Social worker takes cancer diagnosis, treatments in stride

It is never easy to hear the words: “You have cancer.”

For Dana Letts, 81, the words created an image she will never forget.

“When you're diagnosed with cancer,” described Dana, “you're suddenly thrust into a very dark tunnel, disoriented, scared and unable to see any light around you.”

But thanks to the care and interactions with Erica McBride, DO, a general surgeon with Lovelace Medical Group, Dana was able to focus on beating cancer and getting on with her life.

“During the appointment after my biopsy, Dr. McBride gave me the news. She also told me that she sees light at the end of that dark tunnel. Most importantly, she helped me see it too. She believed that my return to the home, land and lifestyle that I loved was possible, and since she believed it and I trusted her, I believed it too,” Letts said.

Caring for others

Letts, who lives in the mountains of northwestern New Mexico, has spent a lifetime helping others. With a master’s degree in social work, she was a therapist for many years. She facilitated adoptions, ran a treatment center for abused preschool children in Kansas City and produced homemaker programs for seniors.

“When I moved to this beautiful area, I had no idea how I'd make a living,” recalled Dana. “As it turned out, I've conducted training sessions across New Mexico on how to run nonprofit organizations. I've also had the privilege of working with the Navajo Nation and in many Pueblo communities as an ‘outside evaluator,’ hired to assess youth programs funded by the state of New Mexico and the federal government.”

But it was an unexpected lump in her body that led Dana to other healthcare providers and ultimately to Dr. McBride’s office.

Diagnosis and treatments

“It is always difficult to tell patients that they have cancer,” said Dr. McBride, “and I am always nervous to tell them. But my patients know I am very straightforward and do not ‘sugar coat’ it, which they appreciate. They know that I am here for them and will do all that I can to ensure they get excellent cancer treatment.”

After hearing the cancer diagnosis, Letts and Dr. McBride discussed the next steps: surgery to remove the cancerous tissue, appointments with an oncologist, chemotherapy and rehabilitation. The plan was received well by Letts.

“The social worker part of me always watches how people treat all their patients, not just me,” said Letts. “Dr. McBride is fabulous. She respects one’s intelligence and capacity to listen and make decisions. She made me feel like she had all the time in the world to talk to me.”

Letts also had kind words for Kayla Bustamante, a surgery scheduler with Lovelace Medical Group. “She was the one stuck with walking me out after the diagnosis. I will never forget her kindness during the short time we talked. Kayla saw the light too and was so helpful in my gathering up the courage to take the next step.”

Letts traveled to Albuquerque for the surgery and stayed with a friend for nearly five months in order to complete six weeks of radiation and chemotherapy treatments and then the rehabilitation sessions. Although she was sidelined for a period of time with pneumonia and COVID-19, Letts maintained her regular schedule of follow-up appointments.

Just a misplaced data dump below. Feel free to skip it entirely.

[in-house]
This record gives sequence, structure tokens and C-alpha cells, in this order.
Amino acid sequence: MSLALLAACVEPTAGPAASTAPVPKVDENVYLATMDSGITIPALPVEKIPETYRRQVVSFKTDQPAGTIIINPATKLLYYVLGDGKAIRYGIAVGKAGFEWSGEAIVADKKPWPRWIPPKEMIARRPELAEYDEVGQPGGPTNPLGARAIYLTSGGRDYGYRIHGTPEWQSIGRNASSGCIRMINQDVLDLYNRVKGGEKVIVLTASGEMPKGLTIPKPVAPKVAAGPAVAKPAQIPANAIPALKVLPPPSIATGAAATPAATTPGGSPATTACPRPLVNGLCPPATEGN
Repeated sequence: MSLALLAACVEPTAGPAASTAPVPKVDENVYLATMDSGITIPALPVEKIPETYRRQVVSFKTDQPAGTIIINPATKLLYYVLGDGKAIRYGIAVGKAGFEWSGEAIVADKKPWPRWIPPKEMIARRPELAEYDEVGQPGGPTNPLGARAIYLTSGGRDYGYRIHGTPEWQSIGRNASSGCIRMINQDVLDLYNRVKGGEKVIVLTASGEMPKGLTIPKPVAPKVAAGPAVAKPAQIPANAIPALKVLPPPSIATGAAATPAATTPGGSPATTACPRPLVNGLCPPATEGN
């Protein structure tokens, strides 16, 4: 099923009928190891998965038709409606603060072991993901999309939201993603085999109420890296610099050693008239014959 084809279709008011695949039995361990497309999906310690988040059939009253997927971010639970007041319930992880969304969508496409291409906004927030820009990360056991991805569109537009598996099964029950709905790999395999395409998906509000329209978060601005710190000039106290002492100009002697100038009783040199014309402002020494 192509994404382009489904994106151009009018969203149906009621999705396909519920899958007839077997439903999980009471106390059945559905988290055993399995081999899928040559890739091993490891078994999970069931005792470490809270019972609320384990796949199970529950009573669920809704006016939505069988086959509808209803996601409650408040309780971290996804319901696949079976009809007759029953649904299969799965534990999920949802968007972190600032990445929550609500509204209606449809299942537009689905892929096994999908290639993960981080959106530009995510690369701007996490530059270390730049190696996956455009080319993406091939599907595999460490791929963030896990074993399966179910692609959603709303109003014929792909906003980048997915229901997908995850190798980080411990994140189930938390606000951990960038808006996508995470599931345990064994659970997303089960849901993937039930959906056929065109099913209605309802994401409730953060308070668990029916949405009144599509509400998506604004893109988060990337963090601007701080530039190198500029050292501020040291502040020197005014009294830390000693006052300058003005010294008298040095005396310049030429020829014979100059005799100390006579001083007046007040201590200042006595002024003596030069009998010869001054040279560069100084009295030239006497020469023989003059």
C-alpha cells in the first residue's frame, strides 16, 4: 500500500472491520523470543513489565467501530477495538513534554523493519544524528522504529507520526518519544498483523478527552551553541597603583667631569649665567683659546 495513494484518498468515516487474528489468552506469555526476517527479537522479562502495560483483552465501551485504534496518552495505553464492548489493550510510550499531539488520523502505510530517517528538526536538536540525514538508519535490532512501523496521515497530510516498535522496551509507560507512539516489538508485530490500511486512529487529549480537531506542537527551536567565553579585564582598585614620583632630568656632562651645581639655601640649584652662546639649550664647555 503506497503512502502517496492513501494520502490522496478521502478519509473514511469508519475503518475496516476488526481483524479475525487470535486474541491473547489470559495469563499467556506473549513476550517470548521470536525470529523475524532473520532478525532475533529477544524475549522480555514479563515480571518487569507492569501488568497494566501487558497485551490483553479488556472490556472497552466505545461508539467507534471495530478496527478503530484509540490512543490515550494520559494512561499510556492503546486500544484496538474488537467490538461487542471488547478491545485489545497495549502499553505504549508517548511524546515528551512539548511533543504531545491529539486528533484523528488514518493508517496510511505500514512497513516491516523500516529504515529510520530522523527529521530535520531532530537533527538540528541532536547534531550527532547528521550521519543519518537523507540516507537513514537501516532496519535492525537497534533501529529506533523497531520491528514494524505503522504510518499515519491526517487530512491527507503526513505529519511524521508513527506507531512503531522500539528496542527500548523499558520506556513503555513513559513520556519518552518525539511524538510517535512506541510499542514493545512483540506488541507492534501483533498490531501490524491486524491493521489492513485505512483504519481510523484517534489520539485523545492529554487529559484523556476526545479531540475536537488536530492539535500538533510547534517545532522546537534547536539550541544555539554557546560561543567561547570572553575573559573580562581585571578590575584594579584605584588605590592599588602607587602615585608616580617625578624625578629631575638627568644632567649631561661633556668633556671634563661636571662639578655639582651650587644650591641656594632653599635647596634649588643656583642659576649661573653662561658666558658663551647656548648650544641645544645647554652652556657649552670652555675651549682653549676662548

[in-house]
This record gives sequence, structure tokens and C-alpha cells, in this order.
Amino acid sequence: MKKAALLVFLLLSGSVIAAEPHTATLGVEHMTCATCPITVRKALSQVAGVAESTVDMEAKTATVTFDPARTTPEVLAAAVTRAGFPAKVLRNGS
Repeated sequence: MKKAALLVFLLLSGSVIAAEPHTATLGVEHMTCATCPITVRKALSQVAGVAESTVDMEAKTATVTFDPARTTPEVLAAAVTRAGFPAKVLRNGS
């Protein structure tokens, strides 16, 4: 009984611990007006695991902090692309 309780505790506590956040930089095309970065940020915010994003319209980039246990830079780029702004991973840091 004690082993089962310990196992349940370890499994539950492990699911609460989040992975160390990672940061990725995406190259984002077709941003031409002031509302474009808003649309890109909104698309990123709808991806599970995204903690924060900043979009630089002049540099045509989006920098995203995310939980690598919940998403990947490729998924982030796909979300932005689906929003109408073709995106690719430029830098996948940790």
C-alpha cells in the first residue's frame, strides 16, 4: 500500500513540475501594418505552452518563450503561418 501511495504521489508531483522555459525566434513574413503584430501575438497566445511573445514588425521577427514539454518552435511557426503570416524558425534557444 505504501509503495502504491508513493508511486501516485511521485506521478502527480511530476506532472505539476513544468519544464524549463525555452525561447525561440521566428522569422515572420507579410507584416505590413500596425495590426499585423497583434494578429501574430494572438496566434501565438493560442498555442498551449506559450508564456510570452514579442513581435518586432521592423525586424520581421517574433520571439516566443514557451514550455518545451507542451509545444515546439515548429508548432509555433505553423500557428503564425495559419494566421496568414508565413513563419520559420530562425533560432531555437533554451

“Every six months I see the oncologist and get CT scans, as prescribed. Around the same time, I see Dr. McBride who does digital checks on my cancer. I’m so happy that it’s completely gone.”

Through it all, Dr. McBride was the thread that held Letts together.

“She treated me as a respected partner in the process,” remembered Letts. “I’m someone who asks a lot of questions, so I always went in with my list of questions. She in turn gave me candid but caring answers. She really made the difference in being able to go home.”

Care from others

After the follow-up appointments in Albuquerque, Letts was finally able to return home.

“I live out in the middle of nowhere,” she said, “so when I walked in the front door, I felt my heart rate calm down, my breathing relax and my blood pressure stabilize. My friend had put together a group of 15 people to deliver dinner to me, which they did every day for three and a half months. People showed up to clean my house. Flowers appeared on the table. It was amazing!”

For Letts, it was very different to be on the receiving end of someone’s attention.

“I’m the social worker and have always been the giver - the one figuring out how to help others. So being the receiver was a new and humbling experience for me. It helped me realize that I am on a journey. We all are. Learning how to be a humble receiver of someone’s kindness is something we are all supposed to learn.”

Her journey also taught Letts a new way to look at each day’s opportunities.

“I now live much more in the present than I used to, much more intentionally,” she explained. “I’ve also added another layer to my decision-making. I’ve always made decisions that made sure everyone was going to be okay. But now, I also consider myself in my decisions. What will bring me peace?”

Undoubtedly, future visits to family in Northern California and her daughter’s family in Nashville, Tennessee will bring her a great deal of joy and peace. As for anything else, that future is undetermined.

“I'm now in good health,” Dana said. “I still have some decent people skills and I know I have more to give. It’s time for the next chapter. I don’t know what that's going to be exactly, but that’s okay.”


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For more information about the Lovelace Cancer Center, visit our website.